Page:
The debate between Congress and the White House on arming the Syrian rebels reflected general American reluctance to take a side in a civil war whose death toll will soon surpass the total number of U.S. troops killed in all the nation’s conflicts since World War II.
The potential delivery of U.S. light arms and ammunition, announced by the White House on June 13, was further complicated by fighting between the rebel factions trying to oust Syrian President Bashar al-Assad, whose forces have been on the offensive with support from Russia, Iran and Hezbollah.
The last United Nations report on casualties in Syria at the end of April put the death toll at 93,000, and human rights groups now say that the number killed has passed 100,000. Sen. John McCain , R-Ariz., and other lawmakers in favor of sending heavy weaponry to the rebels and imposing a no-fly zone now routinely use the 100,000 figure.
Through last week, the total of U.S. war deaths since World War II was 101,892, according to Defense Department statistics — from Korea (36,574), Vietnam (58,220), the Gulf War (383), Iraq (4,475) and the ongoing war in Afghanistan (2,240).
The U.S. had repeatedly rejected Syrian opposition pleas for weaponry, but the White House reversed course last month after the CIA said that “small scale” use of chemical weapons by the Assad regime had been verified.
Small arms and ammunition would now be supplied to “moderates” among the Syrian rebels, but the reluctance of the White House to be seen as a major player in yet another Middle East war was evident in the method of the announcement.
President Obama did not make the announcement, nor did Secretary of State John Kerry or Defense Secretary Chuck Hagel. Instead, it was left to Deputy National Security Adviser Ben Rhodes to explain what was a major policy change for the U.S. in a late-afternoon conference call with reporters, hardly the usual format for such a decision.
“The president has said that the use of chemical weapons would change his calculus, and it has,” Rhodes said.
Four days later, at an economic summit in Northern Ireland, Russian President rejected Obama’s plea to stop supporting Assad.
“Our opinions do not coincide,” Putin said with Obama sitting next to him.
The White House said initially that arms would be funneled to the Supreme Military Council of the Free Syrian Army, led by a Syrian army defector, Gen. Salim Idriss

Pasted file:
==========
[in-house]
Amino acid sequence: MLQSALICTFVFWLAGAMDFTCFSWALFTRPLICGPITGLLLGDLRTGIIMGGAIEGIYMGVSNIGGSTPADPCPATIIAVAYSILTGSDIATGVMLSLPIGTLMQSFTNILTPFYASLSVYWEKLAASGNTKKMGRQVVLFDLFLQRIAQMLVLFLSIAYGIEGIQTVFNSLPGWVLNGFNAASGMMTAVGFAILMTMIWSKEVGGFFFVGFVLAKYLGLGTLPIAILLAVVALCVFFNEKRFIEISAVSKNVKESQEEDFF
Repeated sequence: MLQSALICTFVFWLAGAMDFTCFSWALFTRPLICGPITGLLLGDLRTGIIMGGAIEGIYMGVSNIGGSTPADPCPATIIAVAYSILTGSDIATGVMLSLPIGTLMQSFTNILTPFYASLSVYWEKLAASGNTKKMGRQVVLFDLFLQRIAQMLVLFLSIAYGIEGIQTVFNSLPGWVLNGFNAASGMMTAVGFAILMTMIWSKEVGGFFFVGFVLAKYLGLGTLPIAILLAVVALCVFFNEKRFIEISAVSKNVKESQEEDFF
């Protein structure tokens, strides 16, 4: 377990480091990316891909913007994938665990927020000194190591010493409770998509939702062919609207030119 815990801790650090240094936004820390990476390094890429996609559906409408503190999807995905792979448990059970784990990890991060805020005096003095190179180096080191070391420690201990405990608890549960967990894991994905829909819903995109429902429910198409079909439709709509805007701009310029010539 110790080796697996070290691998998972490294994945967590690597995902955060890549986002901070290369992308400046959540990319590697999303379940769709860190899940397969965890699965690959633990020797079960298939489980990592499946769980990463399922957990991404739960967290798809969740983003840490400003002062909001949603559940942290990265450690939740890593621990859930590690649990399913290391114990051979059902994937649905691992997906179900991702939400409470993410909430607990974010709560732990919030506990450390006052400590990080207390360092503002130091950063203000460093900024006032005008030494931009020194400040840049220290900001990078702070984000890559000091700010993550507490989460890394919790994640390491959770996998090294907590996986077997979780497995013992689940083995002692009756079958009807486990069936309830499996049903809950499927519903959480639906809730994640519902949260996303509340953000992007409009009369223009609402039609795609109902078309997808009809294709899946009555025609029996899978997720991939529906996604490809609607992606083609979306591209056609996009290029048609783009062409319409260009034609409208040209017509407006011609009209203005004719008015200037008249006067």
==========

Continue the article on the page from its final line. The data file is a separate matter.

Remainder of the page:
The U.S. also appeared to be setting up a conduit for the CIA to deliver the arms by leaving behind several hundred troops, F-16 attack aircraft and Patriot missile batteries in Jordan at the conclusion of a recent training exercise. However, Syrian opposition leaders last week said that “not a single bullet” from the Americans has yet arrived.
In a series of press briefings last week, White House Press Secretary Jay Carney said the administration wanted to consult with Congress before delivering arms, although there was nothing in the law under the Foreign Assistance Act barring the U.S. from arming the rebels.
“Well, as I said earlier, in keeping with the president’s announcement of our stepped-up assistance to the Supreme Military Council, we are going to consult with Congress on these matters, and we intend to provide that stepped-up assistance,” Carney said.
When asked for a delivery date on arms, Carney said: “I don’t have any more details on that for you, but we were not bluffing. The president was very serious, as I think he made clear. And I think that — well, I’ll just say that we’ll continue to consult with Congress on this matter because it’s very important.”
Israel’s apparent growing involvement has added to the volatile mix. Under Tel Aviv’s long-standing policy, Israel has neither confirmed nor denied responsibility for two airstrikes in recent months aimed at arms shipments for Hezbollah.
Prime Minister Benjamin Netanyahu took the same stance Sunday on a reported strike last week against a Syrian navy barracks near the port of Latakia where Yakhont anti-ship missiles bound for Hezbollah allegedly were stored.
On the CBS’ “Face the Nation” program Sunday, Netanyahu said that Israel is blamed “every time something happens in the Middle East,” but he added that Israel was determined to “prevent the transfer of dangerous weapons to Hezbollah,” the Lebanon-based Shia group whose fighters have bolstered the ranks of Assad’s forces.
Since the June 13 U.S. policy change, the rift between the Syrian rebel “moderates” and hard-line factions with links to al-Qaida has widened. American public opinion polls show an increasing wariness of involvement in the civil war, and grisly videos showing savage acts by purported rebels has caused general confusion among the western world about who the “good guys” are in the conflict.
Last week, the Free Syrian Army charged that another rebel faction calling itself the Islamic State of Iraq and Syria had assassinated FSA commander Kamal Hamami. FSA leaders vowed revenge.
According to a Pew Research Center poll earlier this month, about 70 percent of Americans oppose the U.S. and its allies sending arms and military supplies to anti-government groups in Syria.
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